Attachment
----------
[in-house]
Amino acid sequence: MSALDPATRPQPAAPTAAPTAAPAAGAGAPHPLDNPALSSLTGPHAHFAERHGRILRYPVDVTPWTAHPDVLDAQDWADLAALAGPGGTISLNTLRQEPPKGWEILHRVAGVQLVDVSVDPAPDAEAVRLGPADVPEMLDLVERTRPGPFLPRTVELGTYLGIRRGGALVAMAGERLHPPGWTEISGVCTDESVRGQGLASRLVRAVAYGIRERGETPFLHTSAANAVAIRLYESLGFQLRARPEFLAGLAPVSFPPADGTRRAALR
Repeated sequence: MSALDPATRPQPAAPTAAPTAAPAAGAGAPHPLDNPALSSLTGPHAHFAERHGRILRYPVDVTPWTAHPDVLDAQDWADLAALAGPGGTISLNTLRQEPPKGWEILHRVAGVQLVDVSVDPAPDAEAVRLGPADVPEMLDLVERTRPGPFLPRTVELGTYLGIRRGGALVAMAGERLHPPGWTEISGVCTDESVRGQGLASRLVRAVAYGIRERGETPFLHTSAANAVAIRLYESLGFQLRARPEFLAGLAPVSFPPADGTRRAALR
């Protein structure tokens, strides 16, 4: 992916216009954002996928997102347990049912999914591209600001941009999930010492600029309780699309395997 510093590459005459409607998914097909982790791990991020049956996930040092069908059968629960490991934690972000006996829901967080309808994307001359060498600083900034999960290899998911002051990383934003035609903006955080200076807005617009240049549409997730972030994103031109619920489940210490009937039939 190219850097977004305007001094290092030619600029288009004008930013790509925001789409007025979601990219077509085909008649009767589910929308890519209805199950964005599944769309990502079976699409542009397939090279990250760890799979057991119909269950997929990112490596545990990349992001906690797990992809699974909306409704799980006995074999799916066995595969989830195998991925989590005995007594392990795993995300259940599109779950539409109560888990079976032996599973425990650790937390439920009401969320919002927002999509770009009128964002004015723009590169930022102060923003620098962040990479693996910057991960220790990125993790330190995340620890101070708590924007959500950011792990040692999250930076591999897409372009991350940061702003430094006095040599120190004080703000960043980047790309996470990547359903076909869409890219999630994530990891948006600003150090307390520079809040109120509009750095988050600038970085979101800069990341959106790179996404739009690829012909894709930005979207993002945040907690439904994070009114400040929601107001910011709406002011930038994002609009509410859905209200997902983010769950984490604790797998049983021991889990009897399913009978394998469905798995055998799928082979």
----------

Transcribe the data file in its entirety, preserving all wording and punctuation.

[in-house]
Amino acid sequence: MSALDPATRPQPAAPTAAPTAAPAAGAGAPHPLDNPALSSLTGPHAHFAERHGRILRYPVDVTPWTAHPDVLDAQDWADLAALAGPGGTISLNTLRQEPPKGWEILHRVAGVQLVDVSVDPAPDAEAVRLGPADVPEMLDLVERTRPGPFLPRTVELGTYLGIRRGGALVAMAGERLHPPGWTEISGVCTDESVRGQGLASRLVRAVAYGIRERGETPFLHTSAANAVAIRLYESLGFQLRARPEFLAGLAPVSFPPADGTRRAALR
Repeated sequence: MSALDPATRPQPAAPTAAPTAAPAAGAGAPHPLDNPALSSLTGPHAHFAERHGRILRYPVDVTPWTAHPDVLDAQDWADLAALAGPGGTISLNTLRQEPPKGWEILHRVAGVQLVDVSVDPAPDAEAVRLGPADVPEMLDLVERTRPGPFLPRTVELGTYLGIRRGGALVAMAGERLHPPGWTEISGVCTDESVRGQGLASRLVRAVAYGIRERGETPFLHTSAANAVAIRLYESLGFQLRARPEFLAGLAPVSFPPADGTRRAALR
């Protein structure tokens, strides 16, 4: 992916216009954002996928997102347990049912999914591209600001941009999930010492600029309780699309395997 510093590459005459409607998914097909982790791990991020049956996930040092069908059968629960490991934690972000006996829901967080309808994307001359060498600083900034999960290899998911002051990383934003035609903006955080200076807005617009240049549409997730972030994103031109619920489940210490009937039939 190219850097977004305007001094290092030619600029288009004008930013790509925001789409007025979601990219077509085909008649009767589910929308890519209805199950964005599944769309990502079976699409542009397939090279990250760890799979057991119909269950997929990112490596545990990349992001906690797990992809699974909306409704799980006995074999799916066995595969989830195998991925989590005995007594392990795993995300259940599109779950539409109560888990079976032996599973425990650790937390439920009401969320919002927002999509770009009128964002004015723009590169930022102060923003620098962040990479693996910057991960220790990125993790330190995340620890101070708590924007959500950011792990040692999250930076591999897409372009991350940061702003430094006095040599120190004080703000960043980047790309996470990547359903076909869409890219999630994530990891948006600003150090307390520079809040109120509009750095988050600038970085979101800069990341959106790179996404739009690829012909894709930005979207993002945040907690439904994070009114400040929601107001910011709406002011930038994002609009509410859905209200997902983010769950984490604790797998049983021991889990009897399913009978394998469905798995055998799928082979």